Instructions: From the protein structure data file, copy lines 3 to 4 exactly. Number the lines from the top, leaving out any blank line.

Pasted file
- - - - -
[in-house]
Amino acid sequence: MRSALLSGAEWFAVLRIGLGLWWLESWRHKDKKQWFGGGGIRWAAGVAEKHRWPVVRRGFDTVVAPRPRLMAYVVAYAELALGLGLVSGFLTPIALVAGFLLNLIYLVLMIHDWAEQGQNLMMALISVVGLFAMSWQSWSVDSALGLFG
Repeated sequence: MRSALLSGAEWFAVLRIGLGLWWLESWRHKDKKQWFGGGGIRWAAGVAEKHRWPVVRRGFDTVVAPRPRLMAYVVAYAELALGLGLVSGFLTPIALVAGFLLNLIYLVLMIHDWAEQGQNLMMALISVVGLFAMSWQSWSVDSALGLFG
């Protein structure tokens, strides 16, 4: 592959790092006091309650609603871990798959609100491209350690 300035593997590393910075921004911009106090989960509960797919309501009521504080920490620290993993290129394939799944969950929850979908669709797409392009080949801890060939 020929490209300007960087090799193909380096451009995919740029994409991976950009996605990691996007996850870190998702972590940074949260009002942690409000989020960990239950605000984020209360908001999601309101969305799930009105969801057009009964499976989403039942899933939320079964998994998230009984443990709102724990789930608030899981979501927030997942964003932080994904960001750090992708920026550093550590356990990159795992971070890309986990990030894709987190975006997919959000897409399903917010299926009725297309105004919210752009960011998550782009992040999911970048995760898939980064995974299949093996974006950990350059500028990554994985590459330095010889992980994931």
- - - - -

Repeated sequence: MRSALLSGAEWFAVLRIGLGLWWLESWRHKDKKQWFGGGGIRWAAGVAEKHRWPVVRRGFDTVVAPRPRLMAYVVAYAELALGLGLVSGFLTPIALVAGFLLNLIYLVLMIHDWAEQGQNLMMALISVVGLFAMSWQSWSVDSALGLFG
């Protein structure tokens, strides 16, 4: 592959790092006091309650609603871990798959609100491209350690 300035593997590393910075921004911009106090989960509960797919309501009521504080920490620290993993290129394939799944969950929850979908669709797409392009080949801890060939 020929490209300007960087090799193909380096451009995919740029994409991976950009996605990691996007996850870190998702972590940074949260009002942690409000989020960990239950605000984020209360908001999601309101969305799930009105969801057009009964499976989403039942899933939320079964998994998230009984443990709102724990789930608030899981979501927030997942964003932080994904960001750090992708920026550093550590356990990159795992971070890309986990990030894709987190975006997919959000897409399903917010299926009725297309105004919210752009960011998550782009992040999911970048995760898939980064995974299949093996974006950990350059500028990554994985590459330095010889992980994931």